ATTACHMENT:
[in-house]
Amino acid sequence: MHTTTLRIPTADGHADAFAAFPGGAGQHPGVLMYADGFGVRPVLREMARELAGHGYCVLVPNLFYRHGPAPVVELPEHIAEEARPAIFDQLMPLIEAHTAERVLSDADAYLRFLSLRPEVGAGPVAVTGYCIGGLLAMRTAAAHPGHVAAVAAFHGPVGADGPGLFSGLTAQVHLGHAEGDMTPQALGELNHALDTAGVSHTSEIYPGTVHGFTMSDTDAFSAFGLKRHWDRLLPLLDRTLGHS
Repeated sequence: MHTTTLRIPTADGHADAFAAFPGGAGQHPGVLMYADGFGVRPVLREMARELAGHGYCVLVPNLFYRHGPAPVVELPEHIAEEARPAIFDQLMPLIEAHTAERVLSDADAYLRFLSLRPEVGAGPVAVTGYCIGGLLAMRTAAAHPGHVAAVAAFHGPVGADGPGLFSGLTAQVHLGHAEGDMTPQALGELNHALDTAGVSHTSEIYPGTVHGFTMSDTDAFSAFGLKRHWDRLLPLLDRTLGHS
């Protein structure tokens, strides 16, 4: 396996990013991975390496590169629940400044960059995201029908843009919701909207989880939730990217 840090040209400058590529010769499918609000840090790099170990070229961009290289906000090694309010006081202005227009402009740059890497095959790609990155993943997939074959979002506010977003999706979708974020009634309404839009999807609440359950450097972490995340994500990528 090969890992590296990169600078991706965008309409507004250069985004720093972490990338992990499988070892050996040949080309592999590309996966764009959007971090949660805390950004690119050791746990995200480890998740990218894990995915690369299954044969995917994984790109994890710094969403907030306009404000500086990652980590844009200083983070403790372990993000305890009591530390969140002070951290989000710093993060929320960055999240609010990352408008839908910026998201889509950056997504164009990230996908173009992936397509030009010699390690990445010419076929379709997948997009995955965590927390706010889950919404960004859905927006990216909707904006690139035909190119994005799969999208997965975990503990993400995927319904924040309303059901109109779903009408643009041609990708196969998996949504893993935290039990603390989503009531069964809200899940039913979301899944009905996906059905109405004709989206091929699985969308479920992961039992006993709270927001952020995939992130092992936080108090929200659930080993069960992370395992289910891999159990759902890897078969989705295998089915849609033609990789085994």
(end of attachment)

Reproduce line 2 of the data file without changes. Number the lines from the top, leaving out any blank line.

Amino acid sequence: MHTTTLRIPTADGHADAFAAFPGGAGQHPGVLMYADGFGVRPVLREMARELAGHGYCVLVPNLFYRHGPAPVVELPEHIAEEARPAIFDQLMPLIEAHTAERVLSDADAYLRFLSLRPEVGAGPVAVTGYCIGGLLAMRTAAAHPGHVAAVAAFHGPVGADGPGLFSGLTAQVHLGHAEGDMTPQALGELNHALDTAGVSHTSEIYPGTVHGFTMSDTDAFSAFGLKRHWDRLLPLLDRTLGHS